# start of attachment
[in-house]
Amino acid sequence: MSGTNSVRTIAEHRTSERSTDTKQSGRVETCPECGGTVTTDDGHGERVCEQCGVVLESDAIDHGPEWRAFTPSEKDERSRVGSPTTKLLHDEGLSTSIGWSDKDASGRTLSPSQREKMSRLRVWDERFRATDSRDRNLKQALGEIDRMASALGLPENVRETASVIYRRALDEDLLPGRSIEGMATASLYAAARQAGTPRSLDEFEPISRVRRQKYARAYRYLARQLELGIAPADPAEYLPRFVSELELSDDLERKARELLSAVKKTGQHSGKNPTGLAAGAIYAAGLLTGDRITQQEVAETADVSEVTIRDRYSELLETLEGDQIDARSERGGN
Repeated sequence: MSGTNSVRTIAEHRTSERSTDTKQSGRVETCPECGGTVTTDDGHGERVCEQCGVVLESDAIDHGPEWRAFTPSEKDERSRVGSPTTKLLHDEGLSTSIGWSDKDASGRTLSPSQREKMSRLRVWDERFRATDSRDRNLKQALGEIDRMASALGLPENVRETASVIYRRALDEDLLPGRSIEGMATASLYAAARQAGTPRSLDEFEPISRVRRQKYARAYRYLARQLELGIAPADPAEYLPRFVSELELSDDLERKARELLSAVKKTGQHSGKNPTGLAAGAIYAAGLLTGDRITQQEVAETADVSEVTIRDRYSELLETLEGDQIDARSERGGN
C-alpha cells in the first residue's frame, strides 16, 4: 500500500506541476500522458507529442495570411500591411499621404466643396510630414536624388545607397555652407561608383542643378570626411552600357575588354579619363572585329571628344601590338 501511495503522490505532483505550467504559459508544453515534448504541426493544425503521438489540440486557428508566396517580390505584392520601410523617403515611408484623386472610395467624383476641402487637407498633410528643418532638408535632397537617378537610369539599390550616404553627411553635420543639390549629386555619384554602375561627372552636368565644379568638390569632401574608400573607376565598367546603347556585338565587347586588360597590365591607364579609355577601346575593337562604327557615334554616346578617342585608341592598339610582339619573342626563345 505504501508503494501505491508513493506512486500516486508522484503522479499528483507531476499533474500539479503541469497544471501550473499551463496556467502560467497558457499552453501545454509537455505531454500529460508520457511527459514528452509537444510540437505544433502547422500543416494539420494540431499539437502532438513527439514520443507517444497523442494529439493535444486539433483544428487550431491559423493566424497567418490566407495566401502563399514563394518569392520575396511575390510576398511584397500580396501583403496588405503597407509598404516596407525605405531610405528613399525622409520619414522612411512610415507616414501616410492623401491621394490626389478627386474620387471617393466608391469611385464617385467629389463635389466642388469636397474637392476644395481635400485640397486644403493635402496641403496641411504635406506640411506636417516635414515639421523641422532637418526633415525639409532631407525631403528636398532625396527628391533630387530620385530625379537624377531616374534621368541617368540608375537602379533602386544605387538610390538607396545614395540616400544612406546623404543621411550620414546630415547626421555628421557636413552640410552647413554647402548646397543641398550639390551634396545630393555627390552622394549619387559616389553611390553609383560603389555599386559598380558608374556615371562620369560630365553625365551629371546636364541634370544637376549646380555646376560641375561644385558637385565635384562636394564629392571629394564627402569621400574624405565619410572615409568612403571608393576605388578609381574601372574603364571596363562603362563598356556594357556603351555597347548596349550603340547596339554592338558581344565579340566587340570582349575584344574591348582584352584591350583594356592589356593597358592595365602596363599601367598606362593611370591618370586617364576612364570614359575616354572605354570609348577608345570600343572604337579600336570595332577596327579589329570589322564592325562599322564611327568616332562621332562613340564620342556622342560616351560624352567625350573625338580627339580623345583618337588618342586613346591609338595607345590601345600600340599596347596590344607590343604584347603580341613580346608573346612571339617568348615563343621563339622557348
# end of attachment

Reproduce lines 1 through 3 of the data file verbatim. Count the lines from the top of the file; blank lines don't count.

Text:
[in-house]
Amino acid sequence: MSGTNSVRTIAEHRTSERSTDTKQSGRVETCPECGGTVTTDDGHGERVCEQCGVVLESDAIDHGPEWRAFTPSEKDERSRVGSPTTKLLHDEGLSTSIGWSDKDASGRTLSPSQREKMSRLRVWDERFRATDSRDRNLKQALGEIDRMASALGLPENVRETASVIYRRALDEDLLPGRSIEGMATASLYAAARQAGTPRSLDEFEPISRVRRQKYARAYRYLARQLELGIAPADPAEYLPRFVSELELSDDLERKARELLSAVKKTGQHSGKNPTGLAAGAIYAAGLLTGDRITQQEVAETADVSEVTIRDRYSELLETLEGDQIDARSERGGN
Repeated sequence: MSGTNSVRTIAEHRTSERSTDTKQSGRVETCPECGGTVTTDDGHGERVCEQCGVVLESDAIDHGPEWRAFTPSEKDERSRVGSPTTKLLHDEGLSTSIGWSDKDASGRTLSPSQREKMSRLRVWDERFRATDSRDRNLKQALGEIDRMASALGLPENVRETASVIYRRALDEDLLPGRSIEGMATASLYAAARQAGTPRSLDEFEPISRVRRQKYARAYRYLARQLELGIAPADPAEYLPRFVSELELSDDLERKARELLSAVKKTGQHSGKNPTGLAAGAIYAAGLLTGDRITQQEVAETADVSEVTIRDRYSELLETLEGDQIDARSERGGN